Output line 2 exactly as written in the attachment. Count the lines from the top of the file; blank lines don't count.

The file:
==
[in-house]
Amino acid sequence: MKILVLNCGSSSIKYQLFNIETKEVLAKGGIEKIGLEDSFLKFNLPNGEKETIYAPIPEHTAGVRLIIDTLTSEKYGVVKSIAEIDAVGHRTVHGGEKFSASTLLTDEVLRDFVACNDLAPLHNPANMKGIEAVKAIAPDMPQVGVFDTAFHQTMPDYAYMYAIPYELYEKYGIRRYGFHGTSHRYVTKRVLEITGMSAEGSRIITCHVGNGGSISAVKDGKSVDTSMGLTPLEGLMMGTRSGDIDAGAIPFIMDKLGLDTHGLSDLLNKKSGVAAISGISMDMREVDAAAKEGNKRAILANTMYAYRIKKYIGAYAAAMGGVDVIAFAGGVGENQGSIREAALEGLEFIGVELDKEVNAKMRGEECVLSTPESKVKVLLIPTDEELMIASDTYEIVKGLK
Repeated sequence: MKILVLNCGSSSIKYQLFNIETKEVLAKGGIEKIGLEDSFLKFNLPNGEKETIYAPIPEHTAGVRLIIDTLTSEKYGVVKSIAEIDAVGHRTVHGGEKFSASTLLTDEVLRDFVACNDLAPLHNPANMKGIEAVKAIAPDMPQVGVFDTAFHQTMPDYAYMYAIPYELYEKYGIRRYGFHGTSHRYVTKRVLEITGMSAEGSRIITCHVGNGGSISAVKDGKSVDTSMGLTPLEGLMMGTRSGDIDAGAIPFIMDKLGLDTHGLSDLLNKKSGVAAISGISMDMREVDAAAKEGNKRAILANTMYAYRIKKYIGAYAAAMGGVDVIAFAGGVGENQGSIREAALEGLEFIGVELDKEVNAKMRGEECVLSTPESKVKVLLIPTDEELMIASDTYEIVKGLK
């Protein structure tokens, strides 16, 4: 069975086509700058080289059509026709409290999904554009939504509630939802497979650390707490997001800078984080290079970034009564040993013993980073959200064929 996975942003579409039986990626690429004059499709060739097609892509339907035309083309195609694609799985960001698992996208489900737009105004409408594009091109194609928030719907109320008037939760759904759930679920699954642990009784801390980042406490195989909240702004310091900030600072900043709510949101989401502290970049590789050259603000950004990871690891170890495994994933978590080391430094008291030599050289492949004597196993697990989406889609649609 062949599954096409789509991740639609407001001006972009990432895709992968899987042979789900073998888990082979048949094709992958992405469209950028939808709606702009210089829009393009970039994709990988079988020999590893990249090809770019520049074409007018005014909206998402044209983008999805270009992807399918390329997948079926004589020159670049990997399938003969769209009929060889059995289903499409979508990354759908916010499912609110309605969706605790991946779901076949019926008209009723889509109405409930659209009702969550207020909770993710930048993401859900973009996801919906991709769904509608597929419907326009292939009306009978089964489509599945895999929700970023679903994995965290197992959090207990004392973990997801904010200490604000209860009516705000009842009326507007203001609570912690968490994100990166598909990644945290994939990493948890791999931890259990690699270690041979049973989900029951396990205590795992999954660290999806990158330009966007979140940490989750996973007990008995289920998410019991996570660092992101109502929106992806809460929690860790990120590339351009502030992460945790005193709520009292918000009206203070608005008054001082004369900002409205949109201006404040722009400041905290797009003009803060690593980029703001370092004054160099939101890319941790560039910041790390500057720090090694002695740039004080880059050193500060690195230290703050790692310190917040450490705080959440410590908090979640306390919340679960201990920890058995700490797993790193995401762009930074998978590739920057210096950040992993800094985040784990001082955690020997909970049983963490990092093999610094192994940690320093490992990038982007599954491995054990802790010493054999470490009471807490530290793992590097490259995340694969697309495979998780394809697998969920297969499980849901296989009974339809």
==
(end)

Amino acid sequence: MKILVLNCGSSSIKYQLFNIETKEVLAKGGIEKIGLEDSFLKFNLPNGEKETIYAPIPEHTAGVRLIIDTLTSEKYGVVKSIAEIDAVGHRTVHGGEKFSASTLLTDEVLRDFVACNDLAPLHNPANMKGIEAVKAIAPDMPQVGVFDTAFHQTMPDYAYMYAIPYELYEKYGIRRYGFHGTSHRYVTKRVLEITGMSAEGSRIITCHVGNGGSISAVKDGKSVDTSMGLTPLEGLMMGTRSGDIDAGAIPFIMDKLGLDTHGLSDLLNKKSGVAAISGISMDMREVDAAAKEGNKRAILANTMYAYRIKKYIGAYAAAMGGVDVIAFAGGVGENQGSIREAALEGLEFIGVELDKEVNAKMRGEECVLSTPESKVKVLLIPTDEELMIASDTYEIVKGLK